With proper answers, then the test properly assesses whether or not the student knows the material, not if the student can spot patterns in the answers. I know this works because I've used it myself to get perfect scores on tests where I had no clue about what was being asked, but had a great list of answers that telegraphed the correct response.
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Study Topics / Writing Test Questions
« Last post by zzzptm on August 26, 2019, 09:42:33 AM »
If this is good, we'll sticky it.  :smug:

OK, so let's say you're tasked with writing some multiple-choice questions based upon material in a reading selection. How do you do it best? That's what this discussion will be about.

Part of what's best is avoiding what's bad. So, what's bad?

BAD 1. Do not have questions with "shock" value in them. That includes charged language, harsh words, clever jokes, graphic scenes, and even adverse scenarios. For example, I wrote some questions for a TOEFL study guide that involved a conversation in which a professor was informing a student that he was in danger of failing his course. That got rejected because the test-takers are under enough stress already, they don't need to be thinking about how *they* might be failing something.

Keep the questions to the facts at hand. Don't express opinions through the question. Students can evaluate conditions in the questions in answering them, but not in reading them.

BAD 2. Don't write questions or answers that are overly wordy. Your test-takers have reading levels, and we must not exceed those levels. If there are repetitive words in every answer, build them into the question and cut them from the answers. If the question goes over two lines of text, tighten it up. If an answer goes over one line of text, tighten it up.

BAD 3. Don't use words like not, except, or best. Use NOT, EXCEPT, and BEST. See the difference, there? You do not want a student to miss seeing one of those key words and then be tested on a faulty question.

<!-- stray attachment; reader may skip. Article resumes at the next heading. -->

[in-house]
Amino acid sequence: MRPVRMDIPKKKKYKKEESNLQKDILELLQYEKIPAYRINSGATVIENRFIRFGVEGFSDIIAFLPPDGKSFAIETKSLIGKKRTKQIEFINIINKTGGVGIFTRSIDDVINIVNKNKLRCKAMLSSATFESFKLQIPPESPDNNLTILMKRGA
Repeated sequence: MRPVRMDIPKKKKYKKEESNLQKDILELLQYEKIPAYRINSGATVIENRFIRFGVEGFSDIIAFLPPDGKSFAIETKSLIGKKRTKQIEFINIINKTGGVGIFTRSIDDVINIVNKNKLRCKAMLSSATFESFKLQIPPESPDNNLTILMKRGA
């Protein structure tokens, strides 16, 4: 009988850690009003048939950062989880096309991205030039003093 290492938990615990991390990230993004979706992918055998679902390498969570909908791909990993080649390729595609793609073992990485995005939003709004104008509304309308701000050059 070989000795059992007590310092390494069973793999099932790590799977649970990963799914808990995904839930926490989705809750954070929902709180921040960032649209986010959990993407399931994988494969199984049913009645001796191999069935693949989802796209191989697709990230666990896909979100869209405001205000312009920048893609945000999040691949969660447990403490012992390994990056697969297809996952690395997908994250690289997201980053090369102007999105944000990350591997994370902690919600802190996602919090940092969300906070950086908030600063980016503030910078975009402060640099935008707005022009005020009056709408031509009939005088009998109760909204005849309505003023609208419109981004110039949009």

With those out of the way, we're ready for the GOOD rules:

GOOD 1. The test question must correctly convey the evaluation to be performed on the information that is in scope for the test.

GOOD 2. Answers must be free of patterns. In other words, do not fall into a pattern where a student could surmise, "If all answers are short, take the longest one. If all answers are long, take the shortest one." I bring that one up because it is the most frequent patterns I've seen in answers. Keep the answers mixed in terms of length and which ones are correct. Be random - sometimes, the longest short answer is right and sometimes, it's not. If you need to keep a set of 20-sided dice handy in order to generate proper randomness, so be it.

GOOD 3. Keep the right answers random. Don't favor one letter over the others and don't exclude a letter relative to the others. Keep that 20-sided die handy and roll with every question: 1-4, the answer is A. 5-8, it's B, and so on up to 17-20 being E.

I'll add more later...
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General Discussion / Re: First Day of School 2019-2020
« Last post by zzzptm on August 26, 2019, 09:01:46 AM »
My youngest daughter just started her first day of senior year at Richland College High School. That means, if all goes well, we'll be driving her on up to college next summer. :smug:

Ironically, although I do not teach AcDec, I nevertheless have a packet in front of me and am writing multiple-choice questions for it. It's for internal company training, but still brings back those econometric skillz.
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General Discussion / Re: First Day of School 2019-2020
« Last post by stanleytree on August 23, 2019, 01:58:30 PM »
The first week was real tough on most of them, trying to get back into the swing of things.  Juniors especially struggling with the workload.